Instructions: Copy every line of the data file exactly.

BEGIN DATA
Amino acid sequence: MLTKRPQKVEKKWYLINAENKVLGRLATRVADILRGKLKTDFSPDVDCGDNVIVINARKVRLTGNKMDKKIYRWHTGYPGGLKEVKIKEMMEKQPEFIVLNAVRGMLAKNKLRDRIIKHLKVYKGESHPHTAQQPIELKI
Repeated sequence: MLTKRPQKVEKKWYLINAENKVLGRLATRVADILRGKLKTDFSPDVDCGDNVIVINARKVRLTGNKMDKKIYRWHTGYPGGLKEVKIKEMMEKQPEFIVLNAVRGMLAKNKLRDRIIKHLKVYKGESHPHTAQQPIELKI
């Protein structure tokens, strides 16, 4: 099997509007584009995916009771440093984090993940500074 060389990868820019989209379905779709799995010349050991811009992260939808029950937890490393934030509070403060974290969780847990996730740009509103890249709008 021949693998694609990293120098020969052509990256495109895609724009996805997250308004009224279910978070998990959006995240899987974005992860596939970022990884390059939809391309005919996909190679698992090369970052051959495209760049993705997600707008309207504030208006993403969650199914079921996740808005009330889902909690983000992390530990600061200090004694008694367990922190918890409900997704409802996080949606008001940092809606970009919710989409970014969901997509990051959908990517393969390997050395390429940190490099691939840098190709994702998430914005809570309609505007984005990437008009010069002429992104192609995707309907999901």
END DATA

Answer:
Amino acid sequence: MLTKRPQKVEKKWYLINAENKVLGRLATRVADILRGKLKTDFSPDVDCGDNVIVINARKVRLTGNKMDKKIYRWHTGYPGGLKEVKIKEMMEKQPEFIVLNAVRGMLAKNKLRDRIIKHLKVYKGESHPHTAQQPIELKI
Repeated sequence: MLTKRPQKVEKKWYLINAENKVLGRLATRVADILRGKLKTDFSPDVDCGDNVIVINARKVRLTGNKMDKKIYRWHTGYPGGLKEVKIKEMMEKQPEFIVLNAVRGMLAKNKLRDRIIKHLKVYKGESHPHTAQQPIELKI
């Protein structure tokens, strides 16, 4: 099997509007584009995916009771440093984090993940500074 060389990868820019989209379905779709799995010349050991811009992260939808029950937890490393934030509070403060974290969780847990996730740009509103890249709008 021949693998694609990293120098020969052509990256495109895609724009996805997250308004009224279910978070998990959006995240899987974005992860596939970022990884390059939809391309005919996909190679698992090369970052051959495209760049993705997600707008309207504030208006993403969650199914079921996740808005009330889902909690983000992390530990600061200090004694008694367990922190918890409900997704409802996080949606008001940092809606970009919710989409970014969901997509990051959908990517393969390997050395390429940190490099691939840098190709994702998430914005809570309609505007984005990437008009010069002429992104192609995707309907999901």